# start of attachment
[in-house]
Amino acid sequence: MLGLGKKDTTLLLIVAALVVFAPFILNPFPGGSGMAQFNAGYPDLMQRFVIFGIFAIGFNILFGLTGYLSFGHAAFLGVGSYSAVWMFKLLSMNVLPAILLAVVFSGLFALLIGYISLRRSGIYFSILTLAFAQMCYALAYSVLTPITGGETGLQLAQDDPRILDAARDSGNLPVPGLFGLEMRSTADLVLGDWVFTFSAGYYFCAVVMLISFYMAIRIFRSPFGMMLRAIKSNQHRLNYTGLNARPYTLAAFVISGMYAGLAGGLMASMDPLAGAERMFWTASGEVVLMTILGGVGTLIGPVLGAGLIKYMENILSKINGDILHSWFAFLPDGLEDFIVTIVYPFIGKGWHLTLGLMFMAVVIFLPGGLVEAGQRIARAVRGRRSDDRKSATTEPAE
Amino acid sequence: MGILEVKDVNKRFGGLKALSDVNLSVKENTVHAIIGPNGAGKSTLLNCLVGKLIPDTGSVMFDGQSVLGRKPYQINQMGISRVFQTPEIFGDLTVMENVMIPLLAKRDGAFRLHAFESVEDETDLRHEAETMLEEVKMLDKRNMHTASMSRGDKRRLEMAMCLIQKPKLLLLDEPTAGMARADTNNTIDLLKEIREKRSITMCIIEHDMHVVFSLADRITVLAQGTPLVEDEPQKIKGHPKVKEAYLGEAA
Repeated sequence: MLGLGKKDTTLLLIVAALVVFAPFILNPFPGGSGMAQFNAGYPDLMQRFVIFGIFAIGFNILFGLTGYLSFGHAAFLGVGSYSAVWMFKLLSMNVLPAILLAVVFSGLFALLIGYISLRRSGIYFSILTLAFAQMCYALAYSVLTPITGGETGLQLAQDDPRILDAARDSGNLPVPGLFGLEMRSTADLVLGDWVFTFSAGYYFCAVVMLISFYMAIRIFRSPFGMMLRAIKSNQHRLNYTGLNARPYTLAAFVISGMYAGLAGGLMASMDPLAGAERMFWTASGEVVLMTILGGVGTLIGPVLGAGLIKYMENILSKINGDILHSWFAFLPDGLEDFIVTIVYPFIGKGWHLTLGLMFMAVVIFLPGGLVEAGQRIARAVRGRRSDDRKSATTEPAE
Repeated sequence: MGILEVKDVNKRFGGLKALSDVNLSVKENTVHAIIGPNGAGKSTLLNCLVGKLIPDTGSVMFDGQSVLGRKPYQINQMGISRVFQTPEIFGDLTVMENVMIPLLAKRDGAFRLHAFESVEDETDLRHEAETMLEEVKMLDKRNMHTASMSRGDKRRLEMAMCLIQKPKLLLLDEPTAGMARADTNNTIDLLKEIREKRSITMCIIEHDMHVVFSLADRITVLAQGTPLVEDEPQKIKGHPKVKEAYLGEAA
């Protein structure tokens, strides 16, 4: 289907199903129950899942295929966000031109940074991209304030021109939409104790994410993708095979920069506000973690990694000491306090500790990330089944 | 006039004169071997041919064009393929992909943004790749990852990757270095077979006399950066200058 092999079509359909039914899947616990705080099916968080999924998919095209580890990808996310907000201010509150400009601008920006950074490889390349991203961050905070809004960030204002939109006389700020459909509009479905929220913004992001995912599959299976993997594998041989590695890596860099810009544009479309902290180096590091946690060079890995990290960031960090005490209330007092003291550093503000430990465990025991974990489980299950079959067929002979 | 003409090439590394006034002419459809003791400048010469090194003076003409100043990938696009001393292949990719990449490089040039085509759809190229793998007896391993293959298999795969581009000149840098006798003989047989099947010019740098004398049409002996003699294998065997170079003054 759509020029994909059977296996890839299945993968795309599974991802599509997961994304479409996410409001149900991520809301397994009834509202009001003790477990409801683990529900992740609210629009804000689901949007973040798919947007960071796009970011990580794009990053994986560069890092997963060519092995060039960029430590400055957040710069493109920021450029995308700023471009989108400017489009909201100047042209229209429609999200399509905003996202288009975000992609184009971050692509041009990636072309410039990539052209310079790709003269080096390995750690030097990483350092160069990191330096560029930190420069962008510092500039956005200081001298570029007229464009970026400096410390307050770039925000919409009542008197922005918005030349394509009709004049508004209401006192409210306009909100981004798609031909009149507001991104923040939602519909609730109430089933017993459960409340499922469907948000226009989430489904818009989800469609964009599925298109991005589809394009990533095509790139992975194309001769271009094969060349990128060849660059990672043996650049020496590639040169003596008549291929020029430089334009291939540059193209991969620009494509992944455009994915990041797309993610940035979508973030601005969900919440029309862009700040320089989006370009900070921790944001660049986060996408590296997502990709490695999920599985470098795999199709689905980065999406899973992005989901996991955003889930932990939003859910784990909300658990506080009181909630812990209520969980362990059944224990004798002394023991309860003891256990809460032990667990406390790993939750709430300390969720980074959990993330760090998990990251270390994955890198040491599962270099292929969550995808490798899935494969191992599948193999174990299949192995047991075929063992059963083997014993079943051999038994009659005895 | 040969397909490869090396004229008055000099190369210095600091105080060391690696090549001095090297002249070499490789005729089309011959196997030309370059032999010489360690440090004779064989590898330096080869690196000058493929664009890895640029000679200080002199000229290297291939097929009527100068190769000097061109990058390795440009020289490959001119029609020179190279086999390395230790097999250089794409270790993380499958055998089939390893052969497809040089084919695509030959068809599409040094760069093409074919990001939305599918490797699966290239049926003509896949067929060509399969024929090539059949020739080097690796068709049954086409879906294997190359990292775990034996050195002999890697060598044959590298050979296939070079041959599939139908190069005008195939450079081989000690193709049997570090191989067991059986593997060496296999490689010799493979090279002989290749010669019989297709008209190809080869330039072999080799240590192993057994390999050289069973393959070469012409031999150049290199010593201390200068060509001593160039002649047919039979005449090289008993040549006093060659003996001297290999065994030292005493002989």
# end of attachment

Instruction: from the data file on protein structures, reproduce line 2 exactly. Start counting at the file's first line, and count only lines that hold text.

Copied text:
Amino acid sequence: MLGLGKKDTTLLLIVAALVVFAPFILNPFPGGSGMAQFNAGYPDLMQRFVIFGIFAIGFNILFGLTGYLSFGHAAFLGVGSYSAVWMFKLLSMNVLPAILLAVVFSGLFALLIGYISLRRSGIYFSILTLAFAQMCYALAYSVLTPITGGETGLQLAQDDPRILDAARDSGNLPVPGLFGLEMRSTADLVLGDWVFTFSAGYYFCAVVMLISFYMAIRIFRSPFGMMLRAIKSNQHRLNYTGLNARPYTLAAFVISGMYAGLAGGLMASMDPLAGAERMFWTASGEVVLMTILGGVGTLIGPVLGAGLIKYMENILSKINGDILHSWFAFLPDGLEDFIVTIVYPFIGKGWHLTLGLMFMAVVIFLPGGLVEAGQRIARAVRGRRSDDRKSATTEPAE